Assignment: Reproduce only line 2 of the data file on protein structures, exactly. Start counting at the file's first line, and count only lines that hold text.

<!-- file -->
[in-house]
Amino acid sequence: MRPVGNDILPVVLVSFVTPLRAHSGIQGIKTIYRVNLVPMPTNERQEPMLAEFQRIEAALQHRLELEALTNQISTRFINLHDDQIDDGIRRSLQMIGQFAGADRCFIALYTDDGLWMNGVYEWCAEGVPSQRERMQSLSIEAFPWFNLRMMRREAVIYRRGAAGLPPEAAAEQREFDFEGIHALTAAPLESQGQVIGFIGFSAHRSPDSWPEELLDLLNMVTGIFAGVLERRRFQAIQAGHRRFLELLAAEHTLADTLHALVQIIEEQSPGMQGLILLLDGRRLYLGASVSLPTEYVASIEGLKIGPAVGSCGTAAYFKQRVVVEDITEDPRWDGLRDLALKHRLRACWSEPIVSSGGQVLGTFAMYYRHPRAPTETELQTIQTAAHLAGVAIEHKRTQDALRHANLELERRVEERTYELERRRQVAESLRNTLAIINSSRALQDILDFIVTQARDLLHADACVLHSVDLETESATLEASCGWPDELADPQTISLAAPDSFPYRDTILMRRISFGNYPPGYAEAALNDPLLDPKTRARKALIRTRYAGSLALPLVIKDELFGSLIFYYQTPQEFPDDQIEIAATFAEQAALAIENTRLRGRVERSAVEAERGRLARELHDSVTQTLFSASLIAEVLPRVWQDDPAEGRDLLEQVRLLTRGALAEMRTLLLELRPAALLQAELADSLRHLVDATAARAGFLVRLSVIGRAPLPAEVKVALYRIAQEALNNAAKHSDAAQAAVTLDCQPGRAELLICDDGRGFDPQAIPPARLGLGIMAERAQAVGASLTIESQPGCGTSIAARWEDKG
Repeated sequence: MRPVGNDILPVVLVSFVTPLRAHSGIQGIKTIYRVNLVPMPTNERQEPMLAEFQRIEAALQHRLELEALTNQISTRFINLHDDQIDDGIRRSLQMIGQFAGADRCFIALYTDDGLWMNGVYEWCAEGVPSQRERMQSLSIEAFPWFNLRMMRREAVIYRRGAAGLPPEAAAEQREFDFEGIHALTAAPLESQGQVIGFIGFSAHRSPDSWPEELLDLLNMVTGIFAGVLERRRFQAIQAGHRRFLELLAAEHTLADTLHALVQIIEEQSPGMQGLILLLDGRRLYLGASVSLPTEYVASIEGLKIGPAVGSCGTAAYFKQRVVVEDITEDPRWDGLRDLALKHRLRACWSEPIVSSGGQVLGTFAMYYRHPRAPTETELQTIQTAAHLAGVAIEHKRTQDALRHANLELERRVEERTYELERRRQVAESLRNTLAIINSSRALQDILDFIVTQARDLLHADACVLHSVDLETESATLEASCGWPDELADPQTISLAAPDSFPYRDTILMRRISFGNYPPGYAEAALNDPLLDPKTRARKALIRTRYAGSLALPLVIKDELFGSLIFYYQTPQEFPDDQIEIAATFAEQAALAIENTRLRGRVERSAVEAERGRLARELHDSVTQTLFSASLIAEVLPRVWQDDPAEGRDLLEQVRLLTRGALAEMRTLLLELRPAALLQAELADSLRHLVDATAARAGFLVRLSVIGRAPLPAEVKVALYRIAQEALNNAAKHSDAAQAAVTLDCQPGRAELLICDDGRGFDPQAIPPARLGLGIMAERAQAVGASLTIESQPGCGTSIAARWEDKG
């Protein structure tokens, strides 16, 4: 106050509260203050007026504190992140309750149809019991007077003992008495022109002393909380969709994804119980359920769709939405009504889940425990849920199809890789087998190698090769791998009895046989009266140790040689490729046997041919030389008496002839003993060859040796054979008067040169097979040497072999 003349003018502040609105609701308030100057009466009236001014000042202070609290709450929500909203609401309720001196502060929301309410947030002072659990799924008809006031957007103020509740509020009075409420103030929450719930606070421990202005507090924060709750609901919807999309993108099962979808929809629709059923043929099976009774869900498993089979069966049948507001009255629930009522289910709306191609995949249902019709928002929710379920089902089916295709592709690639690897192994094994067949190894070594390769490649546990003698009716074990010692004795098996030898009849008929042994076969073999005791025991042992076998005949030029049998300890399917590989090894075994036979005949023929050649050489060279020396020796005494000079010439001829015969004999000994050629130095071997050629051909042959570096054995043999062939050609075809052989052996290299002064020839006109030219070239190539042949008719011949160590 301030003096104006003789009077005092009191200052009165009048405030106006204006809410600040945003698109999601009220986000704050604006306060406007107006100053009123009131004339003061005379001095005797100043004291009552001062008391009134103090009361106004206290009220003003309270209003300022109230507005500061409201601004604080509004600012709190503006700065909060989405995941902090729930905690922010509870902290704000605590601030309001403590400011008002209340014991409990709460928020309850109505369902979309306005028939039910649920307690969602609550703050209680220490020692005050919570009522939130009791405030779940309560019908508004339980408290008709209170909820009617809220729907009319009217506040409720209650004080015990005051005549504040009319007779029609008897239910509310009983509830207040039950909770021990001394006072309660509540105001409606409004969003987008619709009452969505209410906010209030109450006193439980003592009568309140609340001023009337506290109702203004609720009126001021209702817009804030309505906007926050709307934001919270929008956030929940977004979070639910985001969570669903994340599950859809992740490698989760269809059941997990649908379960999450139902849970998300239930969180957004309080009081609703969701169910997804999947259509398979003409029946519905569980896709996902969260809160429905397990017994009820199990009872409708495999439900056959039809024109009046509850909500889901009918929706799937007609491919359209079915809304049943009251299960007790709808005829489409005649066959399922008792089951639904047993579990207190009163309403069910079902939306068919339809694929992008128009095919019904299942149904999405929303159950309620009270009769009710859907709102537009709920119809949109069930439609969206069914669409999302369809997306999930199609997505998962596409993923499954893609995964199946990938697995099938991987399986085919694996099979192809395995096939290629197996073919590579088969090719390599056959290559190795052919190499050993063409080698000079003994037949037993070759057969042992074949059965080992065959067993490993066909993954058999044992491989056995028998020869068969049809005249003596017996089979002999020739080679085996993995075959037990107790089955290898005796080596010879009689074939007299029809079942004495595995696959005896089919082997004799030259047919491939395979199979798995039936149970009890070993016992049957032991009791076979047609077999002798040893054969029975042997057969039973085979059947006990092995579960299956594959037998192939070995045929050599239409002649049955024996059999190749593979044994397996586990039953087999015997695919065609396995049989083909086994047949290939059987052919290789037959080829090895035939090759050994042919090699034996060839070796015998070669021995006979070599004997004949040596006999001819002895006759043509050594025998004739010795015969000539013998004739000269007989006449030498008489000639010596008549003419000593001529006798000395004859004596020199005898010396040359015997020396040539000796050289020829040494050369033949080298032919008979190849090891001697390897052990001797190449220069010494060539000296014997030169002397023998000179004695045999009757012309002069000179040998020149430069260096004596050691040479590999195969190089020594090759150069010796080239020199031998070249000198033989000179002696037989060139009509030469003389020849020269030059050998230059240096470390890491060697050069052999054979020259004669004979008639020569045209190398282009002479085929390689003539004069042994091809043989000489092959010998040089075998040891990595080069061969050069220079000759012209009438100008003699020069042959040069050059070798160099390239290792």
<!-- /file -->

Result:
Amino acid sequence: MRPVGNDILPVVLVSFVTPLRAHSGIQGIKTIYRVNLVPMPTNERQEPMLAEFQRIEAALQHRLELEALTNQISTRFINLHDDQIDDGIRRSLQMIGQFAGADRCFIALYTDDGLWMNGVYEWCAEGVPSQRERMQSLSIEAFPWFNLRMMRREAVIYRRGAAGLPPEAAAEQREFDFEGIHALTAAPLESQGQVIGFIGFSAHRSPDSWPEELLDLLNMVTGIFAGVLERRRFQAIQAGHRRFLELLAAEHTLADTLHALVQIIEEQSPGMQGLILLLDGRRLYLGASVSLPTEYVASIEGLKIGPAVGSCGTAAYFKQRVVVEDITEDPRWDGLRDLALKHRLRACWSEPIVSSGGQVLGTFAMYYRHPRAPTETELQTIQTAAHLAGVAIEHKRTQDALRHANLELERRVEERTYELERRRQVAESLRNTLAIINSSRALQDILDFIVTQARDLLHADACVLHSVDLETESATLEASCGWPDELADPQTISLAAPDSFPYRDTILMRRISFGNYPPGYAEAALNDPLLDPKTRARKALIRTRYAGSLALPLVIKDELFGSLIFYYQTPQEFPDDQIEIAATFAEQAALAIENTRLRGRVERSAVEAERGRLARELHDSVTQTLFSASLIAEVLPRVWQDDPAEGRDLLEQVRLLTRGALAEMRTLLLELRPAALLQAELADSLRHLVDATAARAGFLVRLSVIGRAPLPAEVKVALYRIAQEALNNAAKHSDAAQAAVTLDCQPGRAELLICDDGRGFDPQAIPPARLGLGIMAERAQAVGASLTIESQPGCGTSIAARWEDKG